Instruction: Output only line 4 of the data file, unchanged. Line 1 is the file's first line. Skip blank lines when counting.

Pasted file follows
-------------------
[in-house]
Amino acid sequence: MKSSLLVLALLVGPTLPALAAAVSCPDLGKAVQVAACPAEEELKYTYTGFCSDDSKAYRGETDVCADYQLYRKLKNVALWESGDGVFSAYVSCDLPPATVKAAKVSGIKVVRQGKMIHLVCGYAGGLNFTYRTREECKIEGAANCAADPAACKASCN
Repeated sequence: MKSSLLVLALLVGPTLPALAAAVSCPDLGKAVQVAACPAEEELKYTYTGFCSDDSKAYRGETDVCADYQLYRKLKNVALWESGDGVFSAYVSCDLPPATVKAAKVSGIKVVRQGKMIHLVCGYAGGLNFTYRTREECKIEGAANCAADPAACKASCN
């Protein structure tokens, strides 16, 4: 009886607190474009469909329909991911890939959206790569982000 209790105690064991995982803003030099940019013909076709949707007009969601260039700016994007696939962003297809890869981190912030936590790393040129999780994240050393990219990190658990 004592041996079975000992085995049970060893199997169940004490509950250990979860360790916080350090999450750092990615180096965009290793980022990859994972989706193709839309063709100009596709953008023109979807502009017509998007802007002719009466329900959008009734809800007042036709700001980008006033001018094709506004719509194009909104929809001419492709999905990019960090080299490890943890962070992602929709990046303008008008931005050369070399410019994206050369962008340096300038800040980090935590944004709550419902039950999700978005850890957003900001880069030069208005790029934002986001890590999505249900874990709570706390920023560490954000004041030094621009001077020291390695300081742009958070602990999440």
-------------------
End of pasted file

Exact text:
């Protein structure tokens, strides 16, 4: 009886607190474009469909329909991911890939959206790569982000 209790105690064991995982803003030099940019013909076709949707007009969601260039700016994007696939962003297809890869981190912030936590790393040129999780994240050393990219990190658990 004592041996079975000992085995049970060893199997169940004490509950250990979860360790916080350090999450750092990615180096965009290793980022990859994972989706193709839309063709100009596709953008023109979807502009017509998007802007002719009466329900959008009734809800007042036709700001980008006033001018094709506004719509194009909104929809001419492709999905990019960090080299490890943890962070992602929709990046303008008008931005050369070399410019994206050369962008340096300038800040980090935590944004709550419902039950999700978005850890957003900001880069030069208005790029934002986001890590999505249900874990709570706390920023560490954000004041030094621009001077020291390695300081742009958070602990999440």